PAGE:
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In conversation with SoS Kwasi Kwarteng MP - Key takeaways

On 16 May 2022, the Lifelong Education Commission welcomed Kwasi Kwarteng MP, Secretary of State for Business, Energy and Industrial Strategy, and discussed the productivity puzzle, linking the country's industrial strategy to skills development, and how a 'Green Skills revolution' can be a driver for growth.

Key takeaways

  • The skills agenda/puzzle is the most important thing to get right to boost productivity in the long term. It shows that we can benefit from the new industrial revolution and meet the decarbonisation challenge, both of which need to be underpinned by a very skilled workforce.

  • Many conversations with businesspeople have revolved around the skills challenge. It is a fundamental issue, and we cannot hope to get economic growth or achieve levelling up without skills.

  • A few things stick out that require urgent attention: the digital revolution, which comes with a significant skills shortage in digital and AI; the need for cross-departmental cooperation; and the wider concern that the UK has an analogue workforce in a digital economy, which raises the need to find ways of bridging that gap.

What levers are BEIS investigating, especially regarding low SME in-work training rates? Would the government consider a skills tax credit modelled on the R&D tax credit?

  • SMEs have been identified as a key problem, and the Help To Grow scheme has two elements: (1) a management element, such as offering training like a mini MBA to people in SMEs (e.g., Brunel University); and (2) a digital element, which is more about the business hardware. Often, SMEs don't know what they don't know, they do not always see the need for all types of training, when there is a constant need to refresh and reskill knowledge.

What role can modular/bitesize qualifications play?

  • Clearly there is a huge shortage of labour, alongside constraints on supply chains and high freight cost. We are facing historically low unemployment, and every employer is pushing to hire, even if the people that they get in do not necessarily have the skills needed to drive progress in industry. We need to identify 2 or 3 areas (like management, digital) on which to focus government solutions.

What about regional areas and regional skills gaps, how does levelling up square with responsibility for refreshing industrial strategy?

  • The problem with the old industrial strategy was that it was diffuse and unfocused. A better approach is to have a separate innovation strategy, hydrogen strategy, net zero strategy, as well as targeted looks at how we can upskill local areas. The priority here is industrial clusters and looking at their expertise, such as the North East and Teesside, which is seeing a kind of reindustrialisation driven by green tech, offshore wind, the supporting manufacturing, and a commitment to carbon capture off the coast. What are called agglomeration effects can drive economic growth, so breaking industrial strategy down is more effective way of driving progress.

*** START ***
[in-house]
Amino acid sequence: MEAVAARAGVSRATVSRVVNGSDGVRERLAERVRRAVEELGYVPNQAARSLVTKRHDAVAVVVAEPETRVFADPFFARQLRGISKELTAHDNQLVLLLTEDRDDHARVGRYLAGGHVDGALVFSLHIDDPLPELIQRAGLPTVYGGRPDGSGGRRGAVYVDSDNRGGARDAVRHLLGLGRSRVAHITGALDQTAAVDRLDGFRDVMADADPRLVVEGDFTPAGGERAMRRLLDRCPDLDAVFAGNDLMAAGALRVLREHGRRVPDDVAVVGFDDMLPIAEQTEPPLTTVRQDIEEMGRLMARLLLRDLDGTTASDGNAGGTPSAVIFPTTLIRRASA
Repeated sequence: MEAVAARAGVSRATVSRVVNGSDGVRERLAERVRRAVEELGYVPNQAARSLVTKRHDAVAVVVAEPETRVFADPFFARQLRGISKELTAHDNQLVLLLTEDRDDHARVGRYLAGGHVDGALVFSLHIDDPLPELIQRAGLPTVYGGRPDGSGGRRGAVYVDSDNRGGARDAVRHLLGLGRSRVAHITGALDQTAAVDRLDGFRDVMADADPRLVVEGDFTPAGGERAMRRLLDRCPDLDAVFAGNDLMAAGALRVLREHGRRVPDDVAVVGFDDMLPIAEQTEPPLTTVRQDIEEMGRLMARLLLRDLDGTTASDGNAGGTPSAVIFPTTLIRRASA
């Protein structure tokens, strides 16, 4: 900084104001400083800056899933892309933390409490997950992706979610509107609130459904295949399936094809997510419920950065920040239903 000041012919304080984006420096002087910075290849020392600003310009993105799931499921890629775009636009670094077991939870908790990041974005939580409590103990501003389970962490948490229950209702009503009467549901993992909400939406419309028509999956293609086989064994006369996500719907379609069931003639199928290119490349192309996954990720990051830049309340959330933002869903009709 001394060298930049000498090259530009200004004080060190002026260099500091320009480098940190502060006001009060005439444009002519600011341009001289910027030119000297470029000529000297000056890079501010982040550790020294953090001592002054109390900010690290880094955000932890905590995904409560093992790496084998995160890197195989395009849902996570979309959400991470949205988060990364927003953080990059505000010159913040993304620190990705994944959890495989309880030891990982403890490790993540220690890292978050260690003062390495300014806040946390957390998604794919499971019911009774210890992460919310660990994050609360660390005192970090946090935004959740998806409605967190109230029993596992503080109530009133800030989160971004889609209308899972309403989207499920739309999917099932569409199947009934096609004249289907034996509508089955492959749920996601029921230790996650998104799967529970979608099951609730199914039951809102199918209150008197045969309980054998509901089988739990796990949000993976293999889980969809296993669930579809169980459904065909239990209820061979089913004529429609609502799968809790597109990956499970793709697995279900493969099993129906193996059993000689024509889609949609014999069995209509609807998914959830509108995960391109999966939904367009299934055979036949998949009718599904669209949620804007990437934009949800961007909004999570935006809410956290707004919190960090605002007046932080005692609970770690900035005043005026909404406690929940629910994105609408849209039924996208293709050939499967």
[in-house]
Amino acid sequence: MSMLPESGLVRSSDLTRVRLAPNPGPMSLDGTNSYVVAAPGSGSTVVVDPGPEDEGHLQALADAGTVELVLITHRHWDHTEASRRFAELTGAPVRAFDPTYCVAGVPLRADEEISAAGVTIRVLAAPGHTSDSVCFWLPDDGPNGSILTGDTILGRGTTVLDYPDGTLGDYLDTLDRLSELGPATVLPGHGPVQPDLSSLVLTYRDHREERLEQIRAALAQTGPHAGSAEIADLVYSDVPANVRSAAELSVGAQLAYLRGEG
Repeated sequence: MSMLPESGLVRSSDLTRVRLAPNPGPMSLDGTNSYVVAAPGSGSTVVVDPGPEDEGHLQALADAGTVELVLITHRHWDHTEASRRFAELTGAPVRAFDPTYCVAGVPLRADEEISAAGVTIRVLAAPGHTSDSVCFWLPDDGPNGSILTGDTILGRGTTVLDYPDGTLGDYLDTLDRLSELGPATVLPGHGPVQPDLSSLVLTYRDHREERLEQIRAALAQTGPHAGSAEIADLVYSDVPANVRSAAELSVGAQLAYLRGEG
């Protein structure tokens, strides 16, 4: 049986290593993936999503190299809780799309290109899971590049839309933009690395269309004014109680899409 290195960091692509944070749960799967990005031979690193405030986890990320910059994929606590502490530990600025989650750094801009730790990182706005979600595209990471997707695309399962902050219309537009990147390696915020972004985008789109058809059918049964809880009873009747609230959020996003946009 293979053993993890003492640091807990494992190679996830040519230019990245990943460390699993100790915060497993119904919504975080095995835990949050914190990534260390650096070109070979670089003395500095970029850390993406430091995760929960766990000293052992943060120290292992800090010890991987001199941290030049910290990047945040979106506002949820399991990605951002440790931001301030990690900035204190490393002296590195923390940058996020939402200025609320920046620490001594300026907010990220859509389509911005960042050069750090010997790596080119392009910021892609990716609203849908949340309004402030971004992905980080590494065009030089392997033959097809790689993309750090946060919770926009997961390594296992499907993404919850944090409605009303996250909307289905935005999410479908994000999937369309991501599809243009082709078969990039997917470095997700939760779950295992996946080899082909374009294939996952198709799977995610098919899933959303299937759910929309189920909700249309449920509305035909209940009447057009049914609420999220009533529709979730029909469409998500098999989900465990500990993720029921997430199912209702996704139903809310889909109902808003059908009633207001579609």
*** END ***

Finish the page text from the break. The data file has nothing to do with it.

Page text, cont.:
What are the innovation sectors to focus on, taking the example of a climate change GCSE in DfE: would the focus on skills be in traditional vocational areas (science, engineering) or is there an opportunity for broader climate focused course innovation?

  • We need to update syllabi away from C19th compulsory education logic, and BEIS supports the efforts of DfE in this regard. We need to take into account offshore wind, solar, and the internet, and renewables need to be at the heart of the new skills required to bridge with the capacities of the existing workforce.

How would departmental collaboration between BEIS and DfE work best, in particular how can we retain interest in universities?

  • It is worth noting that of the BEIS budget, 50% is dedicated to innovation, and UKRI takes the lion's share of that funding, which funds the science base as well as university arts and humanities research. But we also want to go from a world where R&D is the exclusive preserve of universities and academia to a model where private capital is brought into R&D, as with the Crick Institute (AstraZeneca and others). Galvanising innovation means creating something much wider than exclusive university access to pots of government money, we want to end up in a situation where universities can incubate companies that then end up being part of the corporate world.

How can we juggle long-term solutions to the skills problem with short-term concerns such as the cost of living crisis?

  • There is always a tension between long-term strategies and goals and short-term immediate thoughts. One thing we are looking at is more sensible regulation (e.g., of energy supply, Ofgem leading on more continuous process). I want to impress on you the slogan Enterprise Net Zero and Innovation, to emphasise how far BEIS is a strategic department.

Regarding your trip to the US, where you will be selling UK plc to the US RE a future nuclear deal: how can we ensure that we bring in international investment but do not lose sight of shoring up the domestic skills agenda?

  • We have the National Security and Investment Act, which allows government to screen the provenance and purpose of capital from overseas. There is a drive to include covenants in purchase deals to ensure that they bring about domestic investment and job guarantees. Post Brexit we need to fight hard to attract FDI, and there has to be give and take between "everything has to be British" and attracting overseas capital.


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